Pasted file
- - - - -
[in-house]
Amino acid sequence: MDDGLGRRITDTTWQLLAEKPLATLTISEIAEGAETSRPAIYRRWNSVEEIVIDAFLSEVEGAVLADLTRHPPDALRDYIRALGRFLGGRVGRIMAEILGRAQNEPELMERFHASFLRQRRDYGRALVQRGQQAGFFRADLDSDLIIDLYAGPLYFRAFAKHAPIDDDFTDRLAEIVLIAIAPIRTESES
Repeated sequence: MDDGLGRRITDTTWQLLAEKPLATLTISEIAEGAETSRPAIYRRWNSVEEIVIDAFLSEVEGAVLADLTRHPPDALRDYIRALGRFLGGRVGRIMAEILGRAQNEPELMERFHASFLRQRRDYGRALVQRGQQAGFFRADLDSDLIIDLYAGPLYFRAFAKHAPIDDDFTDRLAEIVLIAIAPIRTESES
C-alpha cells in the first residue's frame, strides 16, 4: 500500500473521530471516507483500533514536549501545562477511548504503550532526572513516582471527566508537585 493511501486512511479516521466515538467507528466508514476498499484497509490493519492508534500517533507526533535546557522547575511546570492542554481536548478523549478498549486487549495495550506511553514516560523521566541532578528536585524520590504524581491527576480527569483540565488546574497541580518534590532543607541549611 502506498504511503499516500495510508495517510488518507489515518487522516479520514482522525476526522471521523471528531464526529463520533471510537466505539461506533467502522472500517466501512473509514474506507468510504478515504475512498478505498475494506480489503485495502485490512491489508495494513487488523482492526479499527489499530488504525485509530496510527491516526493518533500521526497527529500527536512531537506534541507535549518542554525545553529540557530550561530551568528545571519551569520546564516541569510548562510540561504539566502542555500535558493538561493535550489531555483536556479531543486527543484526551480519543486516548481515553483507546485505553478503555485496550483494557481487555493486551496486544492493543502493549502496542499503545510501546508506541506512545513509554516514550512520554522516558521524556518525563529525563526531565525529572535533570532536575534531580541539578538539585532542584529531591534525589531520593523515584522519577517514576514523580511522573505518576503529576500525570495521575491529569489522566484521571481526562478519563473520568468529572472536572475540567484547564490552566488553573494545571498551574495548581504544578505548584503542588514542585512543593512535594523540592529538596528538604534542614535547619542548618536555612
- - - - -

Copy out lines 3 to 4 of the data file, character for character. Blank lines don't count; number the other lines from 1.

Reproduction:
Repeated sequence: MDDGLGRRITDTTWQLLAEKPLATLTISEIAEGAETSRPAIYRRWNSVEEIVIDAFLSEVEGAVLADLTRHPPDALRDYIRALGRFLGGRVGRIMAEILGRAQNEPELMERFHASFLRQRRDYGRALVQRGQQAGFFRADLDSDLIIDLYAGPLYFRAFAKHAPIDDDFTDRLAEIVLIAIAPIRTESES
C-alpha cells in the first residue's frame, strides 16, 4: 500500500473521530471516507483500533514536549501545562477511548504503550532526572513516582471527566508537585 493511501486512511479516521466515538467507528466508514476498499484497509490493519492508534500517533507526533535546557522547575511546570492542554481536548478523549478498549486487549495495550506511553514516560523521566541532578528536585524520590504524581491527576480527569483540565488546574497541580518534590532543607541549611 502506498504511503499516500495510508495517510488518507489515518487522516479520514482522525476526522471521523471528531464526529463520533471510537466505539461506533467502522472500517466501512473509514474506507468510504478515504475512498478505498475494506480489503485495502485490512491489508495494513487488523482492526479499527489499530488504525485509530496510527491516526493518533500521526497527529500527536512531537506534541507535549518542554525545553529540557530550561530551568528545571519551569520546564516541569510548562510540561504539566502542555500535558493538561493535550489531555483536556479531543486527543484526551480519543486516548481515553483507546485505553478503555485496550483494557481487555493486551496486544492493543502493549502496542499503545510501546508506541506512545513509554516514550512520554522516558521524556518525563529525563526531565525529572535533570532536575534531580541539578538539585532542584529531591534525589531520593523515584522519577517514576514523580511522573505518576503529576500525570495521575491529569489522566484521571481526562478519563473520568468529572472536572475540567484547564490552566488553573494545571498551574495548581504544578505548584503542588514542585512543593512535594523540592529538596528538604534542614535547619542548618536555612